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How Heartbreaking Defeats Have Forged The Character Of Ballygunner

How Heartbreaking Defeats Have Forged The Character Of Ballygunner
By Gavin Cooney
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This weekend, Ballygunner will be in the unique situation of finding succour in a history filled with tales of thwarted glory.

The club have turned Waterford hurling into their own, personal fiefdom in recent years, and their win over Abbeyside last month earned them a fifth-straight county title. Since 1995, there have only been three seasons – 1998, 2008 and 2012 – that they have not been part of county final day.

Since, they have occupied a kind of liminal space in which they have proven much too strong for their own county, but not quite good enough to conquer their province.

Since winning their last Munster title in 2001, Ballygunner have lost four finals, two of them during this five-in-a-row streak. The most recent defeat came to Na Piarsiagh in last year's final, losing to the eventual All-Ireland finalists by eight points. No Waterford club has ever won a club All-Ireland hurling title; De La Salle were the last side Waterford side to claim Munster when they did so back in 2010.

Still, while these defeats will itch and scratch and gnaw at the 'Gunner players until they get over the line, it is not quite the same as the provincial famine that the club endured up to a December day in 2001.

Prior to that occasion, Ballygunner had lost all of the four Munster titles they had played in. The first two were a pair of comprehensive defeats in 1966 and 1968, deciders that came at either end of a three-in-a-row run through Waterford. From there, the club didn't win a county title for fully 24 years, before ending that particular drought in 1992. County titles followed in '95 and '96, but it wasn't until the last of those years that they again got their shot at a Munster final.

Again, they lost: by a single point in a classic against Wolfe Tones. The Mirror wrote that the game "will rightly go down in history as one of the best ever finals in the history of the Munster Club hurling championship", but that they contributed to a classic final was of little consolation to 'Gunners. They trailed by 12 points at one point in the second half, but a relatively quick salvo of three goals brought the game back to life before Tones edged ahead again. A late 'Gunners goal, however, narrowed the margin to a single point, but in spite of a heroic Paul Flynn performance (his 2-4 was half of his side's total), they lost once again.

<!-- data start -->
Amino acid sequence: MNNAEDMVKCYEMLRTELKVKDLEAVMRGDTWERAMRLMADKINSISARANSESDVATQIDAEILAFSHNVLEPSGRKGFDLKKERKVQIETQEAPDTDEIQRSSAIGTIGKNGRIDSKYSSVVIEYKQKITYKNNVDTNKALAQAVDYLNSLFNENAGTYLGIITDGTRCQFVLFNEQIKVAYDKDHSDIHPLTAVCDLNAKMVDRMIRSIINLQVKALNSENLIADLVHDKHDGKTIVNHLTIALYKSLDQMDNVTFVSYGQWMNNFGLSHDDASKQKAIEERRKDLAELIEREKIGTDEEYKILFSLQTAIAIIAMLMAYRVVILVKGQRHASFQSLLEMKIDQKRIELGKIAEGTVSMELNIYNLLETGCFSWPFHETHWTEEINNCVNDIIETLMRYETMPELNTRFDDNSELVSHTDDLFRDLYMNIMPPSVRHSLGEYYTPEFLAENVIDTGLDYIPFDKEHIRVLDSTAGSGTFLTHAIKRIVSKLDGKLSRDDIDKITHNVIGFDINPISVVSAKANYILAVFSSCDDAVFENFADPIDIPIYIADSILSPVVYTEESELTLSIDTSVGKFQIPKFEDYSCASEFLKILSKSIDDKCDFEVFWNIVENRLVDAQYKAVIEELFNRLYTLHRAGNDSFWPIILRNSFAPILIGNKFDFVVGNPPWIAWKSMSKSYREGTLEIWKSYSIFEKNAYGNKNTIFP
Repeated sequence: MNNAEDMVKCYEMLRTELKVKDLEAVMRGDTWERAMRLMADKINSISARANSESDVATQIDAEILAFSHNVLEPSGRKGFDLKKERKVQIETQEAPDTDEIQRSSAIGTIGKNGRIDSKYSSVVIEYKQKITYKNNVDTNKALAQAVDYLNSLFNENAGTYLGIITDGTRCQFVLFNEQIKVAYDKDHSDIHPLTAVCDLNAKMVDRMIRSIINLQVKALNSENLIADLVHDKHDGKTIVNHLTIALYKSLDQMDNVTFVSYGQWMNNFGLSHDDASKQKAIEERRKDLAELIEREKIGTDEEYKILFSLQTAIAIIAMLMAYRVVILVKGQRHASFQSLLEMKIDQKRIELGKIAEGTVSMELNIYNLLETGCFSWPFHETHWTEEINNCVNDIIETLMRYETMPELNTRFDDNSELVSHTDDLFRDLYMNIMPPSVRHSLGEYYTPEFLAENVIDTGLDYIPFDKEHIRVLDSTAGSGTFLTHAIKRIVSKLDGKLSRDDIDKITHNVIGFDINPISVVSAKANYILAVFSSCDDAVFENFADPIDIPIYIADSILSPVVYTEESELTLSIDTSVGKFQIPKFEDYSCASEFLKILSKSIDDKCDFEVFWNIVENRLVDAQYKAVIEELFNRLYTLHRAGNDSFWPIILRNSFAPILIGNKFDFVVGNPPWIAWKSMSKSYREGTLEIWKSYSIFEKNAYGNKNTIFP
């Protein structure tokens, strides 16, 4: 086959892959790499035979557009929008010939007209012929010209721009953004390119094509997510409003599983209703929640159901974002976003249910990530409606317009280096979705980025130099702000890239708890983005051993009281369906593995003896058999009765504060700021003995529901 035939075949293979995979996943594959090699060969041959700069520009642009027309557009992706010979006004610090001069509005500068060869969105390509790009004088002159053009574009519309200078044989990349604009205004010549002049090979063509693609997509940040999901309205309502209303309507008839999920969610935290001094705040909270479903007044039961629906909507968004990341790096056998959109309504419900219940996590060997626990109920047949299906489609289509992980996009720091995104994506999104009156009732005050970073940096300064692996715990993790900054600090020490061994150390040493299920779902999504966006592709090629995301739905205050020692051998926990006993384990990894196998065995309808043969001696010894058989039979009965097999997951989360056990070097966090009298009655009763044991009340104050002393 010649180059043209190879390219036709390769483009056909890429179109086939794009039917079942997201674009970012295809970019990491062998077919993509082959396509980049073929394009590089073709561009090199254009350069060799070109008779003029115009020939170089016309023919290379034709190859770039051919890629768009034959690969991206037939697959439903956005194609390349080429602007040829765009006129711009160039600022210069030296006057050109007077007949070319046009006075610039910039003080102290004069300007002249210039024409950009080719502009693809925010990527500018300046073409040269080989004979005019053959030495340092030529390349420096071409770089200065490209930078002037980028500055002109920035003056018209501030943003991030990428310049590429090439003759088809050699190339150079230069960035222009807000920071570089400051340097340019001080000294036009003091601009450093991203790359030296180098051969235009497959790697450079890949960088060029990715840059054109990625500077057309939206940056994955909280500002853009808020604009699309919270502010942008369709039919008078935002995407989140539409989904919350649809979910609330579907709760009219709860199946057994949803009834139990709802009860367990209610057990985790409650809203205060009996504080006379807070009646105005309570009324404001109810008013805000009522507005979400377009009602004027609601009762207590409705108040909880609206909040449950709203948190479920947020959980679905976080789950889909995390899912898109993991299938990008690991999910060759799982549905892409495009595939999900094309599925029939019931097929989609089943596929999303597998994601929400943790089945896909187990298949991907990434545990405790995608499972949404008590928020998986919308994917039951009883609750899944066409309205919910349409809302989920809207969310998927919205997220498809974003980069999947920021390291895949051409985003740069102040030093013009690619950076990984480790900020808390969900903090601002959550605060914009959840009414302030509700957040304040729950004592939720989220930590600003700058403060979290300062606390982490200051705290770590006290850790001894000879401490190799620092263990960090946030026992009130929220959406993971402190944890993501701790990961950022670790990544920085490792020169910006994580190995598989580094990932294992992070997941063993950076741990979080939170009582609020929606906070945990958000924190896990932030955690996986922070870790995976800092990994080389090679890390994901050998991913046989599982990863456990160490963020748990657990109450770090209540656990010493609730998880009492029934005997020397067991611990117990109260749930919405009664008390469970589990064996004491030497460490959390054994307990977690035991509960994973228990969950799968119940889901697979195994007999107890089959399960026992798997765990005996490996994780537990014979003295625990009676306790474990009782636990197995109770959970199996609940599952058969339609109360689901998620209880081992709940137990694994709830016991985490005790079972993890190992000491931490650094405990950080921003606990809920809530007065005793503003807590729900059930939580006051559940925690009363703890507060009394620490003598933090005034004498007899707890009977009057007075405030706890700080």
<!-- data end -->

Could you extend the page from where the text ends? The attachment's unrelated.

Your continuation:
In 1999, they again faced a Clare side in a Munster final....and again they lost. This time St Joseph's were the opposition, this time the margin was four points.


Two years later, however, deliverance at last: for once they didn't face the Clare champions in the final, and Blackrock of Cork were the (belated) bystanders to history.

Given 'Gunners trauma on the stage to then, they had to rely on their opponents underwhelming in order to finally wriggle over the line. "One perceptive observer pointed out that in the past (specifically 1996 and '99), Ballygunner had started finals so nervously that they were facing a substantial deficit by the time they started to play. The Cork side's profligacy ensured that history wasn't going to repeat itself on that score" wrote Sean Moran in The Irish Times. 


17 years on, that remains 'Gunner's only Munster title. The recent tightening of their grip on the Waterford championship has meant that the four defeats since bear the hallmarks of a kind of famine. Five-in-a-row is their best ever run at home, which makes the failure to succeed at Munster level all the more galling.

While their nemesis back in the day was pretty much whoever came out of Clare, the foe is more easily identified today. Limerick's Na Piarsaigh are responsible for each of the 'Gunner's last two final defeats, and they are the opposition again on Sunday.

Speaking last year to the Irish Examiner, 'Gunners legend Paul Flynn lamented their defeat to Na Piarsaigh in 2011, back when the Limerick side played the plucky provincial upstarts. Ballygunner led that game but contrived to concede two late goals. From there, Na Piarsiagh went on to the Munster title and 'Gunners found themselves another hoodoo. "If Ballygunner had beaten Na Piarsaigh that day, back in 2011, there wouldn’t be any talk of them not being able to beat Na Piarsaigh now", said Flynn.


Incredibly, Na Piarsaigh have yet to taste defeat in the Munster championship, and have never failed to burnish county success with a provincial laurel. 'Gunners know the opposite side of that streak, but if successive final defeats portend gloom, perhaps they can console themselves with a couple of omens.

They had to lose four finals before winning in 2001, and have lost four finals since.

After the '99 final defeat, downbeat centre-back Fergal Hartley admitted that "it's going to very hard to come back after this. It has been our ambition for a long while to win a Munster title, but who knows from here?''


After last year's reverse, their manager was similarly desolate. "The lads will be gutted. Two huge days and Munster championship is what we have been dreaming about for a long time now. I suppose after winning four [county] championships you’d be hoping that you’d get Munster success in one of those. We’ve had some good days, but came up short...[A] Munster final again seems like a long long way away...It just seems like a hell of a long way away again".

The manager's name? Fergal Hartley.

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